Perhaps replace walking with the running as weight loss tends to be 80% about the food and only 20% the exercise. I am not saying exercise is bad just that when you are wanting to lose weight regularly too much new exercise like your new running may just give you more appetite and shock the body a bit.

Give up all processed foods. If you really need more carb one day have one small baked sweet potato with butter. Eat as much fat as you can.

If you are depressed that may be because you have gone a bit too low carb for good mental health for you - not enough to release enough seratonin in the brain. In that case the answer might be a few more higher carb veg like butter nut squash, carrots and onions.

Remember that 150 pounds is weight many obese people would love to be and better to stick around there or losing a pound every 2 weeks than coming off track, going back to lots of processed foods and over eating and putting lots of weight on.

0
Ea3e7e2639d07474a611a267344a3296

on July 27, 2013
at 04:53 PM

It's tough, I agree, I'm not sure Paleo Hacks is the place to do accurate research but it is interesting to say the least not to mention nice for compassionate companionship on the Paleo Journey. Have you read Robb Wolfe's book 'The Paleo Solution"? It is very helpful, as well as Sarah Fragaso "Everyday Paleo" as she includes Colour pictures of recipes, exercises and has a weekly shopping list with meal plan for budget conscious families.

Some Paleo folks say divide your plate in half and half your plate should be veggies either cooked or salad style, a palm sized amount of meat and a small serving of fats ie avocado, EVOO (on salad) or nuts. Some say a cheat meal once a week so you don't feel you are missing out. Some advise against it for many reasons but especially the havoc you are creating in your gut. Some folks experiment to determine what their bodies can tolerate or not. Mark Sisson's Paleo diet is called Primal which accepts some dairy. Some people have health conditions ie celiac, nut, and or egg allergies that they are forced into a clean living paleo diet. Peter Attia, a doc with an interesting talk on TED talks has a website on healthy eating, he doesn't come out and say Paleo but he uses the principles to beat obesity. But no matter what I think you have to be careful, Robb Wolfe talks about this a bit. Listen to your body, be gentle with yourself, talk to your doctor, keep reading and don't give up.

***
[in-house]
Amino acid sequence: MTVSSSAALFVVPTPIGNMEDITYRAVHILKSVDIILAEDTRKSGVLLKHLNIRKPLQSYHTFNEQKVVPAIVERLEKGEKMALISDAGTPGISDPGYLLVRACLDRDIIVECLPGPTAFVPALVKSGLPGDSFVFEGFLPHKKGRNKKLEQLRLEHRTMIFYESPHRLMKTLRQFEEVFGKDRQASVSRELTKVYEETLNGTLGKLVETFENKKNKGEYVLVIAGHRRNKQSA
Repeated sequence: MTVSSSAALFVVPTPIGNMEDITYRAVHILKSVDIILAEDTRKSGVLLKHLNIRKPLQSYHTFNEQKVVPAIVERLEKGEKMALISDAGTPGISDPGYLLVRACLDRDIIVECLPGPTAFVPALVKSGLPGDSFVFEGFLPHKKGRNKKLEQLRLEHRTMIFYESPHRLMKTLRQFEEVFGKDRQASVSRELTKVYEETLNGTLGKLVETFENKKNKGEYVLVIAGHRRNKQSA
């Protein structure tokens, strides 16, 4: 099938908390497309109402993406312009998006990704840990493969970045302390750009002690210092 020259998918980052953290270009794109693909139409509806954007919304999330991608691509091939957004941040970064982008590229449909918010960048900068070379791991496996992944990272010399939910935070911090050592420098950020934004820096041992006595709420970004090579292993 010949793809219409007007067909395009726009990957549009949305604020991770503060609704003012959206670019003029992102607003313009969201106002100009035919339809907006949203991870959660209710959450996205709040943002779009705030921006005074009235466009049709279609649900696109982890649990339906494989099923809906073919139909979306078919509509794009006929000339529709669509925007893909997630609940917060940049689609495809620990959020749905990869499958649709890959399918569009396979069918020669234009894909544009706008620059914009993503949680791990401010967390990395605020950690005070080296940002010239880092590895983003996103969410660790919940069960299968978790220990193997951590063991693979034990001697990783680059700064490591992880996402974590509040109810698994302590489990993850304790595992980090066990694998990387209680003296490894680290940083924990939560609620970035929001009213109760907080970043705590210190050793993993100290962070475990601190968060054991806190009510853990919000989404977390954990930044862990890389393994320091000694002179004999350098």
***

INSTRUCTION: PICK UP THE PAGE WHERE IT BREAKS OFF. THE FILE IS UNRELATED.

0
4610451431ec7155c87a5698be682a95

(1122)

on July 27, 2013
at 03:22 PM

I've been reading lots on VLC/keto diets lately and it sounds like you felt better on VLC. This seems to be in line with those kind of diets being better for folks with autoimmune troubles. If weight loss was the only reason for switching to more carbs then I would rethink that. Also, for me, sustained running/jogging only signals my body to hang on to weight. I ran a marathon a couple of months ago and was never heavier. IMHO I would cut the starch and stick to leafy veg for nutrients. Figure out your protien req. which I would guess is about 60-80 grams and adjust fat to put you in a calorie deficit. CICO actually does matter for some of us.

I totally get your feeling of "information overload" you can get from reading all of the paleo/diet dedicated websites and blogs. Good luck.

0
1cf2dc6ae936d27e8d3d3736c32952a0

on July 27, 2013
at 02:22 PM

I'm 100% with you on the 'info overload' part. For now we've settled on the basics as laid out over on Kurt Harris' site. Kurt evidently completely bailed on any sort of internet discussion or presence, probably due to the paleo bickering and dogma.

I like it for its relative simplicity. Note that he believes that certain starches are just fine as part of paleo/low carb - potatoes, sweet potatoes, rice, etc. You might try using those for your additional carbs if you are reducing fats and working on your overall ratios.

Possibly related, check out Go Kaleo - she's more on the calories in-calories out side of things, but it's damned hard to argue with her fitness levels.